had been playing leapfrog--or tortoise-and-hare--along the road,
and finally decided to walk together.
This is Mieko Totani.
She's a radio and TV announcer in Nagoya. We walked
together for well over an hour, conversing in my minimal
Japanese. (I think she understands more English than she
let on!) She was very kind, giving me a set of the
well-marked JR (Japan Railways) maps that I've seen others using
along the way.
When we reached Goyu shuku (station),
we parted, since I was heading into Torinji to say today's
is nothing special to look at, but I found it a touching place
nonetheless. You see, the post towns of Yoshida, Goyu, and
Akasaka were famous for their prostitutes, as you'll see in
Hiroshige's prints below. Tokuriki gives a poem with no
it not for the pleasures
Of Akasaka, Goyu, and Yoshida,
would ever entice one
make the trip to Edo?
And Torinji is where these
women are buried. After offering up your prayers, I said
one for them.
By the way, I'm not sure which
graves are theirs, so I took a picture of the oldest-looking
pile of gravestones in the place. If you see your
grannies' here, don't get mad at me!
cast off bodies--
had served so long--are dust
spirits live on
I couldn't find any women to pose with me, I went for Goyu's
other claim to fame for my official shot. The namiki
(tree-lined avenue) of Goyu is so beautiful that there's a
museum in the town called "The Goyu Pine Avenue
Museum." (I skipped it.) By the way, it was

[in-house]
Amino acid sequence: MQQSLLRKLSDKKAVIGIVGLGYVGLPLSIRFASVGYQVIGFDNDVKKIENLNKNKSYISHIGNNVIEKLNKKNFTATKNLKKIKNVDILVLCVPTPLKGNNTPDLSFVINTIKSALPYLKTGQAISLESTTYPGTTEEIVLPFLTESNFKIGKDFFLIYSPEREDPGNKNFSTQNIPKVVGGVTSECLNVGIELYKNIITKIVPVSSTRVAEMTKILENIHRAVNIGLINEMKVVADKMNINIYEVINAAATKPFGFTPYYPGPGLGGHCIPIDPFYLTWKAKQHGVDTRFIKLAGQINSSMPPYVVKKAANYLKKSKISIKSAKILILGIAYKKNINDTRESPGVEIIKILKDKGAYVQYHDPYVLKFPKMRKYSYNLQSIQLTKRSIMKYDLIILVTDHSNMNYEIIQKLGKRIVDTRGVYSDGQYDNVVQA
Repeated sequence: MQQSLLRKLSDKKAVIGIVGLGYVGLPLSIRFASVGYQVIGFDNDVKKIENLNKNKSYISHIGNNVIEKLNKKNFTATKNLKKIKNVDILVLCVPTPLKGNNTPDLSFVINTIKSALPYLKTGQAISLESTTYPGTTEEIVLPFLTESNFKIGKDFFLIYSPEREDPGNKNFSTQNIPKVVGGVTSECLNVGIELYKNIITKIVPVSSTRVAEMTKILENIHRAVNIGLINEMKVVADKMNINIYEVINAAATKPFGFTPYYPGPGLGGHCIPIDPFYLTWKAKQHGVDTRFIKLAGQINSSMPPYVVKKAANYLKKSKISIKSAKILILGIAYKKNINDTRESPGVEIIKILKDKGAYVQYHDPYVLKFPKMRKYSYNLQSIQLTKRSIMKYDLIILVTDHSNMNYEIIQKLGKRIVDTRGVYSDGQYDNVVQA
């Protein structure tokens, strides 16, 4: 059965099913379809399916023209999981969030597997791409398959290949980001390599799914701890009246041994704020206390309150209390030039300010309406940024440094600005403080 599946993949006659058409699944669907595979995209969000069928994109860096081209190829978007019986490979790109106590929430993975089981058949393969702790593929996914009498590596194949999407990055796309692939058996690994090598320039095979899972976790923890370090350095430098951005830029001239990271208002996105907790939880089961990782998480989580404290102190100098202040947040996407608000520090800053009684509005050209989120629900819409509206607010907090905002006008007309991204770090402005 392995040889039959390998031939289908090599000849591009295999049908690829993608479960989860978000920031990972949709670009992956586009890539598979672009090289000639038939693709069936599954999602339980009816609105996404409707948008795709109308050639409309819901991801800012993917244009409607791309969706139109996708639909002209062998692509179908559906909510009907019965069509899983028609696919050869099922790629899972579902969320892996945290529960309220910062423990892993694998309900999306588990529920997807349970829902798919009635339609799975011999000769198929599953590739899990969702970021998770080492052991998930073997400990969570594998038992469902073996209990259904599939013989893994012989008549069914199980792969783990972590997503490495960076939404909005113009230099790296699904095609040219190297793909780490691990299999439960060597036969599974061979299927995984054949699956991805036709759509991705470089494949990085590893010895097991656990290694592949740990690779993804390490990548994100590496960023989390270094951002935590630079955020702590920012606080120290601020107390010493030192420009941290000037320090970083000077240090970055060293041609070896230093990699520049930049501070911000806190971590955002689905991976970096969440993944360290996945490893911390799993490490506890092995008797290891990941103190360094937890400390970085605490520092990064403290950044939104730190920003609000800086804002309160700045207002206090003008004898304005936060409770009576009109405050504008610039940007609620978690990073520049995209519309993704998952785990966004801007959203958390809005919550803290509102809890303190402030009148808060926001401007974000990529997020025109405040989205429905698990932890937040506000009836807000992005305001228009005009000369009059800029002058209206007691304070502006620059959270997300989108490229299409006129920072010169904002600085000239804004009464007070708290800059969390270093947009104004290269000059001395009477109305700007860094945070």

tough getting this shot. Both the tripod and I had to be
in the middle of the narrow road, and it was rush hour!
Tokaido: Goyu, Station
the Old Tokaido
Since he wasn't using a camera,
Hiroshige could put as many women in his picture as his
imagination (or experience) could conjure up. Here he
shows a Tokaido traveler practicing his sales resistance.
little shrine past the end of the namiki is pretty, but
nothing special. However, look at the size of the tree
next to it! It seemed almost as wide as the main building.
and Goyu are famous not only for the pines between them, but for
the short distance--1.7 kilometers, or just barely over a mile.
The great haiku poet Basho
wrote of this: "Watching the summer moon rise at Goyu, here
we are at Akasaka already."
Even knowing what to expect, I
was surprised at how quickly I arrived.
For my official picture of
Akasaka, I'm standing in front of Ohashiya.
Unfortunately closed when I arrived, it is a traditional inn
from the early Edo period that's still in operation.
Tokaido: Akasaka, Station
the Old Tokaido
Hiroshige shows the interior of
such an inn. Some women are serving customers; others are
doing their make-up. I read that the cycad tree shown in
the picture has been moved from the inn where it was located to
Josenji temple. Since I arrived at near-dark, I didn't
have a chance to hunt it down. (I'll do it next
time I walk the Tokaido!)
pushed on a coupe of kilometers past Akasaka to Nagasawa train
station. This is one of those places with just a couple of
platforms: no gate, no staff. You pay on the train.
It was no real problem getting "home." I took
three trains, and arrived about an hour and 20 minutes after
However, it's going to be a huge
problem in the morning. You see, I'm moving my base to
Nagoya tomorrow, so I have to take my big bag with me. And
no station means no lockers; I have to figure out where to stash
the bag. Moving back and forth on this train line is
tough; it's not the Tokaido main line, but the smaller Nagoya
Line. Trains come twice an hour, and there's a whole,
confusing timetable of expresses, limited expresses, etc., with
unpredictable waits, transfers, etc.
I'll let you know tomorrow how